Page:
In Part III I discuss avoiding blurry pictures.
Moments in Time: Photography Tips: "“How to Get the Most Out of Your Digital Point & Shoot Camera. Part I” A photograph is a visual, two dimensional, frozen moment in time. No..."

Moments in Time: Photos Of The Week

Update of Photos of the Week
Moments in Time: Photos Of The Week: This week a shot of the waterfall that is on Coors cans but from a slightly different angle and a Red tail hawk kills a Coot.

Dry Fly Time!!!

Got Caddis?
It’s my favorite time of the year. Well, it’s tied with Fall, which is also my favorite time of the year. Spring has a slight edge because it leads into Summer. We know what Fall leads to. 

It’s the time of the year when days are longer and warmer, hummingbirds are humming, and songbirds are singing love songs trying to impress the ladies. Trees and flowers are beginning to bloom and fresh cut grass sweetens the air.

On a more practical note, it’s the time of the year when we turn off the furnace and put those saved dollars in the gas tank and get out and fish.

Ah yes…the fishing. Dry fly time!!! Longer days warm the air and water and the BIG bugs start to hatch. (big defined as anything bigger than #22)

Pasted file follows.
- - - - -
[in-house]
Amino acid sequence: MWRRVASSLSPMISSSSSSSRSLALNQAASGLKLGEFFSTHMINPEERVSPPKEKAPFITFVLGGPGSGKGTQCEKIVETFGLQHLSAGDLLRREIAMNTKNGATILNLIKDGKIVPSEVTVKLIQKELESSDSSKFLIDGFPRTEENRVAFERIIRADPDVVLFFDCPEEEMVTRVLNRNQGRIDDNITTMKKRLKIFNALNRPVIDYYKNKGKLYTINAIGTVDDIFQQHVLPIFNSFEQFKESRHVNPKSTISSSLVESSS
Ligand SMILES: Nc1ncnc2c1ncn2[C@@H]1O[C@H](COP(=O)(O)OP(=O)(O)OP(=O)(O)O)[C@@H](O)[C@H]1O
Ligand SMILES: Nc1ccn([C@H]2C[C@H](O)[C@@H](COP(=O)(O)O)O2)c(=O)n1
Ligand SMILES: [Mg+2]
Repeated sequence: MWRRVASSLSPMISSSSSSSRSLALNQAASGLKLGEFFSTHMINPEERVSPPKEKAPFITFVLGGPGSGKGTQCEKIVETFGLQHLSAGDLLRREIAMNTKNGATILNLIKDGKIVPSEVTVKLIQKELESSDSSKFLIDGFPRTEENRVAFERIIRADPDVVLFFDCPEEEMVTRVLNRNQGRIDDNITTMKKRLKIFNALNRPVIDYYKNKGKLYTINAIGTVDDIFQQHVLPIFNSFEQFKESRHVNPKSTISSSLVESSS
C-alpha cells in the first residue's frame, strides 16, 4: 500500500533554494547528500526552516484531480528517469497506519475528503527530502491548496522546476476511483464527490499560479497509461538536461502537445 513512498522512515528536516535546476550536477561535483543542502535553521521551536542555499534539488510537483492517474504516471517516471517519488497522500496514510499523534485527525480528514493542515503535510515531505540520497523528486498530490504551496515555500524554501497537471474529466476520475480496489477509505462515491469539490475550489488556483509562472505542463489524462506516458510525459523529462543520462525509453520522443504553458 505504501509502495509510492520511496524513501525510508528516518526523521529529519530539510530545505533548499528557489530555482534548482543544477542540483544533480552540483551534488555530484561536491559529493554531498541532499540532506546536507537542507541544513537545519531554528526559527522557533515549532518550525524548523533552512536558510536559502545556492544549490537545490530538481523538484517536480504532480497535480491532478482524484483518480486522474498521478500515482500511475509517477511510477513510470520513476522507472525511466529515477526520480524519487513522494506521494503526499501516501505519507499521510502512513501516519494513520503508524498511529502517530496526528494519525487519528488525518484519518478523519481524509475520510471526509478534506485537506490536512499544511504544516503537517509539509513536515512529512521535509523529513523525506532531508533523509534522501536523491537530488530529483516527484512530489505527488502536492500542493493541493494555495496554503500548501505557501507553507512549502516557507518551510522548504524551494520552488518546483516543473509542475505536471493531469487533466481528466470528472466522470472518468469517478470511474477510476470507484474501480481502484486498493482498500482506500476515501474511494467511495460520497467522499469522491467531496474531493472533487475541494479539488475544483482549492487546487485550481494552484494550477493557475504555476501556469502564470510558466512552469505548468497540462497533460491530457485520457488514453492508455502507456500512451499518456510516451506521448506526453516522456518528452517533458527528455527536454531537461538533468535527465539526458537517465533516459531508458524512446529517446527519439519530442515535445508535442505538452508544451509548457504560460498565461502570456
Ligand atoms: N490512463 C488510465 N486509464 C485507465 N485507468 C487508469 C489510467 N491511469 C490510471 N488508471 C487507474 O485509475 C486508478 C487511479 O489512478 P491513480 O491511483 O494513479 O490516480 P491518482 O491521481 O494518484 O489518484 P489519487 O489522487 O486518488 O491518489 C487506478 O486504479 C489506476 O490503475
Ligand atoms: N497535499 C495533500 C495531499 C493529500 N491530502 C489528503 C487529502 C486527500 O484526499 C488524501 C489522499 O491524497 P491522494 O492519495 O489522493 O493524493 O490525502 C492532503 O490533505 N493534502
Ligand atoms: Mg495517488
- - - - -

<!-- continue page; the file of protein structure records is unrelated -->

First out of the chute in the big bug rodeo is the caddis. Here in Colorado the famous (infamous?) Mothers Day hatch on the Arkansas gets the big bug ball rolling. The hatch starts around Canon City and makes its way up river to Salida and on up toward Leadville. Caddis are now beginning to pop on the lower stretches of the South Platte around Deckers and will soon be going off in Cheesman Canyon, 11 Mile Canyon, and the Dream Stream in that order.

Another, often over looked, benefit of this time of the year is being able to forgo the pre-dawn fish call and sleep in, do some yard work or whatever, and fish later in the day. Many people still get to the river early and leave early too. The best fishing is often later in the day, even toward sunset, when the air and water are warmest and the fish are most active and looking up for an easy meal. Sometimes this time of year I won’t leave the house until 3pm, just about the time many early birds are leaving the river.
So, get out, go fish and enjoy the Spring!

Tuesday, May 17, 2011

GoLite Pinnacle backpack prelimiary review.

Some months back GoLite had a sale on Closeout items in their inventory. Among the stuff on sale was their 2010 model Pinnacle backpack. At $60 I couldn’t resist snagging one of these. They have a street price of $130 and list for $175. I figured if I didn’t like it I could sell it to a friend for the same smokin price.